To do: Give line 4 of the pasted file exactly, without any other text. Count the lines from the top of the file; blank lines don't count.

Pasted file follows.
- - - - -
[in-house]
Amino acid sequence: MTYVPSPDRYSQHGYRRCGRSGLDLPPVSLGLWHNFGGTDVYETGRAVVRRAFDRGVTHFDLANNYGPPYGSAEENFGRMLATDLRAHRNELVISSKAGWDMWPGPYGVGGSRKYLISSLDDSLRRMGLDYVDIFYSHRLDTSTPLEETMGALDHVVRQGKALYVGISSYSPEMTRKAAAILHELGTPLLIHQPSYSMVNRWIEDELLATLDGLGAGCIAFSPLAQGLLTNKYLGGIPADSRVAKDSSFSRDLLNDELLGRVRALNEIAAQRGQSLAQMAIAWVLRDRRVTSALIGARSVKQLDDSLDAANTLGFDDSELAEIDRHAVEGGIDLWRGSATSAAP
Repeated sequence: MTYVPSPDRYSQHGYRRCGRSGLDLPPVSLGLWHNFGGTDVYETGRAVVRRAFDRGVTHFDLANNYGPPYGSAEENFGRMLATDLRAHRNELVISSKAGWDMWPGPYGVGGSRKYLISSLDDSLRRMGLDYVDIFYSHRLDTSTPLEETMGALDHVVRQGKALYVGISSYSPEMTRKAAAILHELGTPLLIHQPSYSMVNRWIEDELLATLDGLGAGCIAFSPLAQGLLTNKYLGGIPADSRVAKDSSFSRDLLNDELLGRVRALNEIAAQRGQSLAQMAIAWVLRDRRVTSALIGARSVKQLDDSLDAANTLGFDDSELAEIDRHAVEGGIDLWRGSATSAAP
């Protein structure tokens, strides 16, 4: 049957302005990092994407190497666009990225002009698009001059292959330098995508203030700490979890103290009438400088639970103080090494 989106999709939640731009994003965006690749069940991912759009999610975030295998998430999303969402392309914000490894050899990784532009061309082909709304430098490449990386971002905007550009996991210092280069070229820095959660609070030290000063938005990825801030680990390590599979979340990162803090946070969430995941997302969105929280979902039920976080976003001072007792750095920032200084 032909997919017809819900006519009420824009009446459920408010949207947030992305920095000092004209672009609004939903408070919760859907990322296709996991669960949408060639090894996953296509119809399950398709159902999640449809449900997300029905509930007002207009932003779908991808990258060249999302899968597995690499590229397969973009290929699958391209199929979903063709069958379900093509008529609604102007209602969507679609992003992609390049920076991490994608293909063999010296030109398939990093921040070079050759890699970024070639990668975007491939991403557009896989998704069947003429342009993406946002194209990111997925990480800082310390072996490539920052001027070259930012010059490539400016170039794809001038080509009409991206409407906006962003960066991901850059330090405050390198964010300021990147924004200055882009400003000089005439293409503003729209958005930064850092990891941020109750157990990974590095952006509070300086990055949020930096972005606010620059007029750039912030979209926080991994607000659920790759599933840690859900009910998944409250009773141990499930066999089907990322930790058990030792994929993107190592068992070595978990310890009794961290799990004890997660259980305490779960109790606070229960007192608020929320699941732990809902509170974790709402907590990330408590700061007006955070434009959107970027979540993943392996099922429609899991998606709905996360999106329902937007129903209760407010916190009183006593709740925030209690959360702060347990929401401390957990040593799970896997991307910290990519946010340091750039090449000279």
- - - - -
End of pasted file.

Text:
């Protein structure tokens, strides 16, 4: 049957302005990092994407190497666009990225002009698009001059292959330098995508203030700490979890103290009438400088639970103080090494 989106999709939640731009994003965006690749069940991912759009999610975030295998998430999303969402392309914000490894050899990784532009061309082909709304430098490449990386971002905007550009996991210092280069070229820095959660609070030290000063938005990825801030680990390590599979979340990162803090946070969430995941997302969105929280979902039920976080976003001072007792750095920032200084 032909997919017809819900006519009420824009009446459920408010949207947030992305920095000092004209672009609004939903408070919760859907990322296709996991669960949408060639090894996953296509119809399950398709159902999640449809449900997300029905509930007002207009932003779908991808990258060249999302899968597995690499590229397969973009290929699958391209199929979903063709069958379900093509008529609604102007209602969507679609992003992609390049920076991490994608293909063999010296030109398939990093921040070079050759890699970024070639990668975007491939991403557009896989998704069947003429342009993406946002194209990111997925990480800082310390072996490539920052001027070259930012010059490539400016170039794809001038080509009409991206409407906006962003960066991901850059330090405050390198964010300021990147924004200055882009400003000089005439293409503003729209958005930064850092990891941020109750157990990974590095952006509070300086990055949020930096972005606010620059007029750039912030979209926080991994607000659920790759599933840690859900009910998944409250009773141990499930066999089907990322930790058990030792994929993107190592068992070595978990310890009794961290799990004890997660259980305490779960109790606070229960007192608020929320699941732990809902509170974790709402907590990330408590700061007006955070434009959107970027979540993943392996099922429609899991998606709905996360999106329902937007129903209760407010916190009183006593709740925030209690959360702060347990929401401390957990040593799970896997991307910290990519946010340091750039090449000279």